Few of the species shared in the last blog post will be also shared is this one, some from the same photo shoot. It was still February when I took the following photos and I still have a bunch from that month.
I am going to start with a picture of one of the Eurasian kestrel (Falco tinnunculus) couple that I was talking about before and that I got to photograph quite often in spring. In fact, I’ve returned sometimes especially to see if I can catch some mating behavior. I wasn’t lucky with that but I have a lot of pictures with the kestrels hovering. In order to totally freeze the motion, I had to use high shutter speed, in this instance 1/4000 sec. I had plenty of light so the ISo was raised only to 400 despite the high shutter speed.
This one of the two Greylag goose (Anser anser) is one of my personal favorites. I can see it printed big and framed; the only problem with this picture is the bloody gull that rests in the center of the frame. It keeps getting my attention even though he is further from the subjects and blurred. I could get him out in Photoshop and maybe I will decide to do that but generally, I like avoiding using Photoshop. Some say Photoshop should be never used for true wildlife photography because we should represent the environment as it is, as we see it, but we use long lens and we separate the frame that we like and we also move in different directions to choose the framing that we like in the field, so it’s not actually what we see with our own eyes. That gull could have easily rested behind one goose and then the picture would be perfect… For this picture, I’ve used an unnecessary high shutter speed of 1/2000 sec., F6.3 and ISO800.
The third species that makes a reappearance and one that is often seen in my pictures is the Eurasian blue tit (Cyanistes caeruleus). In this picture, I love how the light illuminates just one tiny portion of the length of his body leaving the rest in shade. As I find in the vast majority of my pictures I also found in this one something that bothers me and that is the branch that sticks in the background. I noticed that Blue tits pictures have great success on social media and looking at them you can understand why, also because they are relatable, most people have seen them in the wild or at the feeders. For this photo, I have used 1/2000 sec. shutter speed, F/6.3, and the auto ISO was at 280.
In this photo is another common bird, an extra loud one, the Eurasian Wren (Troglodytes troglodytes). They are not so easy to photograph because they are small, quick and quite shy, and I am not referring to photographing at feeders. Once in a while, I find one that doesn’t notice me and I manage to get some closer shots before he flies away. This picture is just a slight crop for a better composition and this translates into many details. Because they are fast moving I have used a high shutter speed of 1/2000 sec. which in those conditions raised my auto ISO to 3200. If I were in that situation again I would lower the shutter speed to 1/500 sec. or even lower and shoot as many frames as the camera can in hopes for a sharp shot. Even with that high ISO because the subject was so close, well lit, and by fixing the noise only for the background the picture maintained many of the details.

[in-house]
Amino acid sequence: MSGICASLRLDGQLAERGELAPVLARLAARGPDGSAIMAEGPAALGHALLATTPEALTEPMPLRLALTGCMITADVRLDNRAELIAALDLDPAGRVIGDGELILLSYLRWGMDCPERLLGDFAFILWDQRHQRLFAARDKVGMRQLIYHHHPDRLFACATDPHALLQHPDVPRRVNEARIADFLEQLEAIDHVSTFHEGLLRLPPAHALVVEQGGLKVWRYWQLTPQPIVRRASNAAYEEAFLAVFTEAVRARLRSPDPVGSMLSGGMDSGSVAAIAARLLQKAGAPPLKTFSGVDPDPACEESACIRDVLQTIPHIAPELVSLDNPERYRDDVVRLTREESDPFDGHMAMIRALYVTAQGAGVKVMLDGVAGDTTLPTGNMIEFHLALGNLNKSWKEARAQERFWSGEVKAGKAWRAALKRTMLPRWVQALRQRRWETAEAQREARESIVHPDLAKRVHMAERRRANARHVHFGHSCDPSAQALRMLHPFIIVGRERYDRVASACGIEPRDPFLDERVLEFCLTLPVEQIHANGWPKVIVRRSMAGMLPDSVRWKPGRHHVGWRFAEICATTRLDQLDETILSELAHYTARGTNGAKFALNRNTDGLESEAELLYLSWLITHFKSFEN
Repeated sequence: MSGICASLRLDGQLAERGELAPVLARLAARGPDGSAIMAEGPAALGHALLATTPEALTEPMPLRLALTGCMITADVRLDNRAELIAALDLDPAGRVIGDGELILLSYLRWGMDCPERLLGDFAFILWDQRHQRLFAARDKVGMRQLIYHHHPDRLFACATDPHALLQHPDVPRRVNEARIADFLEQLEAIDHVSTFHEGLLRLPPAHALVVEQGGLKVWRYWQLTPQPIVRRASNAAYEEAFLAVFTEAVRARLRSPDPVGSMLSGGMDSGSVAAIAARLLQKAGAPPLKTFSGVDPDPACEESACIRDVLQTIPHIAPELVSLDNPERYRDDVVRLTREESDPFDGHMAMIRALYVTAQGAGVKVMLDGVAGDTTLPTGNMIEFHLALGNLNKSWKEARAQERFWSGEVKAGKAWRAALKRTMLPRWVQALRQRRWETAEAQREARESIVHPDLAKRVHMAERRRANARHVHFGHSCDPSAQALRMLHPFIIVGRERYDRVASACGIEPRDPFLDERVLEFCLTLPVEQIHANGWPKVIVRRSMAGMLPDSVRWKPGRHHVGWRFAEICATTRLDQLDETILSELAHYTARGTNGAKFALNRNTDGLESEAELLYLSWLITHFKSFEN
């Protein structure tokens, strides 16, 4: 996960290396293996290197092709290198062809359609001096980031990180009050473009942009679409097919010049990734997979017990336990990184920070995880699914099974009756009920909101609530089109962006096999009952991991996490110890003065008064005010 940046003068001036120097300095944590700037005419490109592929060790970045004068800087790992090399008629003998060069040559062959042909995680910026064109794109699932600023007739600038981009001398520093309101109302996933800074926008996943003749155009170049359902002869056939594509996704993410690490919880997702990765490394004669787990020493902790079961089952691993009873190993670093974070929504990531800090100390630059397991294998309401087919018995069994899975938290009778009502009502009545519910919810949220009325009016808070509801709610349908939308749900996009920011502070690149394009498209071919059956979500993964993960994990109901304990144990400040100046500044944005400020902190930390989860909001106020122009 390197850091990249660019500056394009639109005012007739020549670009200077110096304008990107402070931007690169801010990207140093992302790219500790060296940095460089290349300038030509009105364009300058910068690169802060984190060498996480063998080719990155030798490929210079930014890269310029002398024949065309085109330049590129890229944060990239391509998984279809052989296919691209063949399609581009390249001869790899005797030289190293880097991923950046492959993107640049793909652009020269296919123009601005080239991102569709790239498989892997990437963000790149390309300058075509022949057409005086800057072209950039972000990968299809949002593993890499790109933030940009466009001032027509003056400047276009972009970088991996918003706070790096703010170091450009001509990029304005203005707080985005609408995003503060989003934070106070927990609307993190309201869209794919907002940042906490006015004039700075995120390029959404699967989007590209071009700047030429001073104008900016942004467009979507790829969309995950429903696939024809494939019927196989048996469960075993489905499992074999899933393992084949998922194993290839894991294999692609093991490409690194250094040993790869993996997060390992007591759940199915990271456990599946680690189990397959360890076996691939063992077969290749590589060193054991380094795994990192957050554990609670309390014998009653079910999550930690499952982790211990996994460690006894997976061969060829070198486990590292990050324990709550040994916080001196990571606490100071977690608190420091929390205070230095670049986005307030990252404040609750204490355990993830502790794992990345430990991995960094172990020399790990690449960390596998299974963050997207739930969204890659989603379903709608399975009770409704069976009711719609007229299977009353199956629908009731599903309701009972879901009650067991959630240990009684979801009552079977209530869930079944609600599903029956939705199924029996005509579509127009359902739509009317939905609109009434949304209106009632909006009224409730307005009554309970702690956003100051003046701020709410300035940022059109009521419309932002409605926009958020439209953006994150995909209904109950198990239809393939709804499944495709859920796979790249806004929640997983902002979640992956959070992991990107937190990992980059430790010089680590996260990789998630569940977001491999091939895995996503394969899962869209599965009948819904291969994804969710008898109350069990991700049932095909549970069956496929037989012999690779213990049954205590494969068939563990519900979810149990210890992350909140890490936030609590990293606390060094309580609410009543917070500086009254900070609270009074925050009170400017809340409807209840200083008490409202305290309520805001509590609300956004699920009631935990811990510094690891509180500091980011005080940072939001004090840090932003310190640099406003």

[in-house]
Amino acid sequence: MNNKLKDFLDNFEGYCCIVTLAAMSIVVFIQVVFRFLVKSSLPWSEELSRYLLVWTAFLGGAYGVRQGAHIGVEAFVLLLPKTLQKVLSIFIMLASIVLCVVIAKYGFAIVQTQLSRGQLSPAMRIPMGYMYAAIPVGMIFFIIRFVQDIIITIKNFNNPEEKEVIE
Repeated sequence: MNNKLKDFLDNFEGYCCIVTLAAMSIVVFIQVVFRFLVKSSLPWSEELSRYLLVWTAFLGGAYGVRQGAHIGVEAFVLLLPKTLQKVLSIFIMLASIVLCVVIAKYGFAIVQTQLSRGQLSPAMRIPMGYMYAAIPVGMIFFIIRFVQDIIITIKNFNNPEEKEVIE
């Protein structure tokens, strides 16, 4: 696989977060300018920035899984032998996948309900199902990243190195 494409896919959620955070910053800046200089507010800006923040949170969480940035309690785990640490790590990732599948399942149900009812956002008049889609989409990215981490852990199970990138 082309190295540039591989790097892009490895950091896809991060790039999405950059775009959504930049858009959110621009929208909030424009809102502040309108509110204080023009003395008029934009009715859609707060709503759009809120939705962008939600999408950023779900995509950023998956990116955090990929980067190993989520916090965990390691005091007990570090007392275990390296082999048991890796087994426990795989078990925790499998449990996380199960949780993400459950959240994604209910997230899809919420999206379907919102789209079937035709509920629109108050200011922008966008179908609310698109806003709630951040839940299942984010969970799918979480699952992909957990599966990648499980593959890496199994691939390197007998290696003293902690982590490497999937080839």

Compared to the last picture this one of a Mute swan (Cygnus olor) has little details because the subject was much further and the light a bit too bright on those white feathers. I still choose to share it because I consider being nice how the sunset light hits the subject and illuminates it and also the swans are even more majestic when flying. To freeze the motion I used 1/1600 sec. shutter speed, F/6.3, and the auto ISO was 1100.
I got the chance to photograph a lot of Tufted ducks (Aythya fuligula) in this period and I’ve got better and better photos with them. They are common in Denmark and almost always present on the lakes where I go to photograph. Because they feed by diving they do not need to be close to the shore but with patience and some luck one can get some cool close-ups. This picture is one of the first for this year and I choose to share it because of the framing. I took this shoot through the reeds in a moment when the duck was not covered by the reed but in a clear spot. It is a hard subject to photograph because it is black and white so you can easily blow up the highlights or lose details in the blacks. I am still not sure what are the best settings for photographing this bird and I think they greatly vary depending on the light but for this particular photo, I have used 1/2000 sec. shutter speed, F/6.3 and ISO 900.
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For all species found on my spotting adventures, take a look at INaturalist.
The gear that I’ve used for spotting and book used for identification, here.